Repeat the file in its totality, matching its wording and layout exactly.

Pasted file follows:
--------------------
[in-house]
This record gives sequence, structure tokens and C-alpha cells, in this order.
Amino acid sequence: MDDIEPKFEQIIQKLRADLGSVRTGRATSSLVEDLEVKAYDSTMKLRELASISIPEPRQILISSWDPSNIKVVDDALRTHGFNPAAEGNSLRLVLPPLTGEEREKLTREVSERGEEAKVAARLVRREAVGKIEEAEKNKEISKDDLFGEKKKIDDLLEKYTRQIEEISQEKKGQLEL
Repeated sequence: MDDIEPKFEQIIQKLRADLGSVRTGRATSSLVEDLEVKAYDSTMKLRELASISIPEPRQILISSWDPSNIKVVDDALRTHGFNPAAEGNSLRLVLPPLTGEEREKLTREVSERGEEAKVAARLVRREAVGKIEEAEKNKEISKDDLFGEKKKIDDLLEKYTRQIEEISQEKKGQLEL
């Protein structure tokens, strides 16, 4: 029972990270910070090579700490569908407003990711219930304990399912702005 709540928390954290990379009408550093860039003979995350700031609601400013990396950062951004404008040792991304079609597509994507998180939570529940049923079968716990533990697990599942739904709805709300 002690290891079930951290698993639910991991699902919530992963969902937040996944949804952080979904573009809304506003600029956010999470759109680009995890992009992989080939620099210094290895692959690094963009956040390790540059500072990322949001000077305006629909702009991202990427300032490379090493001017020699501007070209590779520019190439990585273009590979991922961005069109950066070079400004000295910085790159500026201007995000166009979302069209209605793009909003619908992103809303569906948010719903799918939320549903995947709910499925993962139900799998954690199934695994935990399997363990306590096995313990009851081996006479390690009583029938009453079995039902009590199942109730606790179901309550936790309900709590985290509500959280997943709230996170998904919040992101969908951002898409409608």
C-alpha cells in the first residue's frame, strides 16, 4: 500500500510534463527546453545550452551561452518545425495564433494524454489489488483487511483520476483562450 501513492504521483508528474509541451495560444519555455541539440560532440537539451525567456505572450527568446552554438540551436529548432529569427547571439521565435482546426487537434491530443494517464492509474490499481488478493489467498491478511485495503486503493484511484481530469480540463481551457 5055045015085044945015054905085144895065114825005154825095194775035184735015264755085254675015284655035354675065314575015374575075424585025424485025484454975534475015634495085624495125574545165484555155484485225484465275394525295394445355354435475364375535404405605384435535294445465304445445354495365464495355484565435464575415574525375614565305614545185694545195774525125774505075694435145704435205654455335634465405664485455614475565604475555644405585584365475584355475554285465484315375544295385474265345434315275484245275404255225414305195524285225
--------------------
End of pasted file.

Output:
[in-house]
This record gives sequence, structure tokens and C-alpha cells, in this order.
Amino acid sequence: MDDIEPKFEQIIQKLRADLGSVRTGRATSSLVEDLEVKAYDSTMKLRELASISIPEPRQILISSWDPSNIKVVDDALRTHGFNPAAEGNSLRLVLPPLTGEEREKLTREVSERGEEAKVAARLVRREAVGKIEEAEKNKEISKDDLFGEKKKIDDLLEKYTRQIEEISQEKKGQLEL
Repeated sequence: MDDIEPKFEQIIQKLRADLGSVRTGRATSSLVEDLEVKAYDSTMKLRELASISIPEPRQILISSWDPSNIKVVDDALRTHGFNPAAEGNSLRLVLPPLTGEEREKLTREVSERGEEAKVAARLVRREAVGKIEEAEKNKEISKDDLFGEKKKIDDLLEKYTRQIEEISQEKKGQLEL
């Protein structure tokens, strides 16, 4: 029972990270910070090579700490569908407003990711219930304990399912702005 709540928390954290990379009408550093860039003979995350700031609601400013990396950062951004404008040792991304079609597509994507998180939570529940049923079968716990533990697990599942739904709805709300 002690290891079930951290698993639910991991699902919530992963969902937040996944949804952080979904573009809304506003600029956010999470759109680009995890992009992989080939620099210094290895692959690094963009956040390790540059500072990322949001000077305006629909702009991202990427300032490379090493001017020699501007070209590779520019190439990585273009590979991922961005069109950066070079400004000295910085790159500026201007995000166009979302069209209605793009909003619908992103809303569906948010719903799918939320549903995947709910499925993962139900799998954690199934695994935990399997363990306590096995313990009851081996006479390690009583029938009453079995039902009590199942109730606790179901309550936790309900709590985290509500959280997943709230996170998904919040992101969908951002898409409608």
C-alpha cells in the first residue's frame, strides 16, 4: 500500500510534463527546453545550452551561452518545425495564433494524454489489488483487511483520476483562450 501513492504521483508528474509541451495560444519555455541539440560532440537539451525567456505572450527568446552554438540551436529548432529569427547571439521565435482546426487537434491530443494517464492509474490499481488478493489467498491478511485495503486503493484511484481530469480540463481551457 5055045015085044945015054905085144895065114825005154825095194775035184735015264755085254675015284655035354675065314575015374575075424585025424485025484454975534475015634495085624495125574545165484555155484485225484465275394525295394445355354435475364375535404405605384435535294445465304445445354495365464495355484565435464575415574525375614565305614545185694545195774525125774505075694435145704435205654455335634465405664485455614475565604475555644405585584365475584355475554285465484315375544295385474265345434315275484245275404255225414305195524285225